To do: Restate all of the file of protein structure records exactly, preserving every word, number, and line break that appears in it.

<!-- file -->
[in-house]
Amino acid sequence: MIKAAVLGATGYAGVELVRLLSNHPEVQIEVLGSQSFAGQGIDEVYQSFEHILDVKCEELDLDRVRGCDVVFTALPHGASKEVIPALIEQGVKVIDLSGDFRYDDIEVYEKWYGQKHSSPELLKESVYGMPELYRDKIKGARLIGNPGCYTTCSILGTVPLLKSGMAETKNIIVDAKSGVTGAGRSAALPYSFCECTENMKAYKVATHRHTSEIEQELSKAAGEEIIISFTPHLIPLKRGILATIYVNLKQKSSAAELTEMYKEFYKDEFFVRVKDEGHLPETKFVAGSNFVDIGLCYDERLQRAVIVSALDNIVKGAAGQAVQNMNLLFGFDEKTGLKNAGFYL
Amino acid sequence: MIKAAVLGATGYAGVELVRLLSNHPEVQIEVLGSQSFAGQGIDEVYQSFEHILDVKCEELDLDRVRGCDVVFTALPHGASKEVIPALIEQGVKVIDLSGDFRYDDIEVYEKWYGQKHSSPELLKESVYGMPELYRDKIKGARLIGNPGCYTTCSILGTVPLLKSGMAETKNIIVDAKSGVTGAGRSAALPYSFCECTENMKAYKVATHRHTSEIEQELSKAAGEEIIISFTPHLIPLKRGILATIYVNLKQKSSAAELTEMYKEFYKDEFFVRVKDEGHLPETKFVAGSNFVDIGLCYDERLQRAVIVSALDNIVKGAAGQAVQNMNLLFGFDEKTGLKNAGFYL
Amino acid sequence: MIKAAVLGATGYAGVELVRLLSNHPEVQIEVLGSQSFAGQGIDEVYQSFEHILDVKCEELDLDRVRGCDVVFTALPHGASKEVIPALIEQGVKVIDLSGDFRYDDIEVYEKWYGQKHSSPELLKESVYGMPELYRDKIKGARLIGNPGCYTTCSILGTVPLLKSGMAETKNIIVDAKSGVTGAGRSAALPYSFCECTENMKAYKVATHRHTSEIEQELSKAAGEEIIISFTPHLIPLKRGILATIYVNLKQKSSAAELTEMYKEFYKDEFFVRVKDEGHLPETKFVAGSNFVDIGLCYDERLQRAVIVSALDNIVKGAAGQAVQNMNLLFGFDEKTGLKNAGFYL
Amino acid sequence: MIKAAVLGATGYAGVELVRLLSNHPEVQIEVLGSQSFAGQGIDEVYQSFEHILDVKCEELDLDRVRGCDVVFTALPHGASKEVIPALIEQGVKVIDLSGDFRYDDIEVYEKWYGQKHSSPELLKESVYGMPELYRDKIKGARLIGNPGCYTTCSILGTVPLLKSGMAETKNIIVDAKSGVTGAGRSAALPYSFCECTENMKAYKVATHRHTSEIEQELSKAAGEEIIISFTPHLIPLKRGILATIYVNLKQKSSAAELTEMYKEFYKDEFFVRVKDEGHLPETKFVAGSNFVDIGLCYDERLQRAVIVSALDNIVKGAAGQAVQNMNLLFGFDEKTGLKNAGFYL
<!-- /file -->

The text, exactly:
[in-house]
Amino acid sequence: MIKAAVLGATGYAGVELVRLLSNHPEVQIEVLGSQSFAGQGIDEVYQSFEHILDVKCEELDLDRVRGCDVVFTALPHGASKEVIPALIEQGVKVIDLSGDFRYDDIEVYEKWYGQKHSSPELLKESVYGMPELYRDKIKGARLIGNPGCYTTCSILGTVPLLKSGMAETKNIIVDAKSGVTGAGRSAALPYSFCECTENMKAYKVATHRHTSEIEQELSKAAGEEIIISFTPHLIPLKRGILATIYVNLKQKSSAAELTEMYKEFYKDEFFVRVKDEGHLPETKFVAGSNFVDIGLCYDERLQRAVIVSALDNIVKGAAGQAVQNMNLLFGFDEKTGLKNAGFYL
Amino acid sequence: MIKAAVLGATGYAGVELVRLLSNHPEVQIEVLGSQSFAGQGIDEVYQSFEHILDVKCEELDLDRVRGCDVVFTALPHGASKEVIPALIEQGVKVIDLSGDFRYDDIEVYEKWYGQKHSSPELLKESVYGMPELYRDKIKGARLIGNPGCYTTCSILGTVPLLKSGMAETKNIIVDAKSGVTGAGRSAALPYSFCECTENMKAYKVATHRHTSEIEQELSKAAGEEIIISFTPHLIPLKRGILATIYVNLKQKSSAAELTEMYKEFYKDEFFVRVKDEGHLPETKFVAGSNFVDIGLCYDERLQRAVIVSALDNIVKGAAGQAVQNMNLLFGFDEKTGLKNAGFYL
Amino acid sequence: MIKAAVLGATGYAGVELVRLLSNHPEVQIEVLGSQSFAGQGIDEVYQSFEHILDVKCEELDLDRVRGCDVVFTALPHGASKEVIPALIEQGVKVIDLSGDFRYDDIEVYEKWYGQKHSSPELLKESVYGMPELYRDKIKGARLIGNPGCYTTCSILGTVPLLKSGMAETKNIIVDAKSGVTGAGRSAALPYSFCECTENMKAYKVATHRHTSEIEQELSKAAGEEIIISFTPHLIPLKRGILATIYVNLKQKSSAAELTEMYKEFYKDEFFVRVKDEGHLPETKFVAGSNFVDIGLCYDERLQRAVIVSALDNIVKGAAGQAVQNMNLLFGFDEKTGLKNAGFYL
Amino acid sequence: MIKAAVLGATGYAGVELVRLLSNHPEVQIEVLGSQSFAGQGIDEVYQSFEHILDVKCEELDLDRVRGCDVVFTALPHGASKEVIPALIEQGVKVIDLSGDFRYDDIEVYEKWYGQKHSSPELLKESVYGMPELYRDKIKGARLIGNPGCYTTCSILGTVPLLKSGMAETKNIIVDAKSGVTGAGRSAALPYSFCECTENMKAYKVATHRHTSEIEQELSKAAGEEIIISFTPHLIPLKRGILATIYVNLKQKSSAAELTEMYKEFYKDEFFVRVKDEGHLPETKFVAGSNFVDIGLCYDERLQRAVIVSALDNIVKGAAGQAVQNMNLLFGFDEKTGLKNAGFYL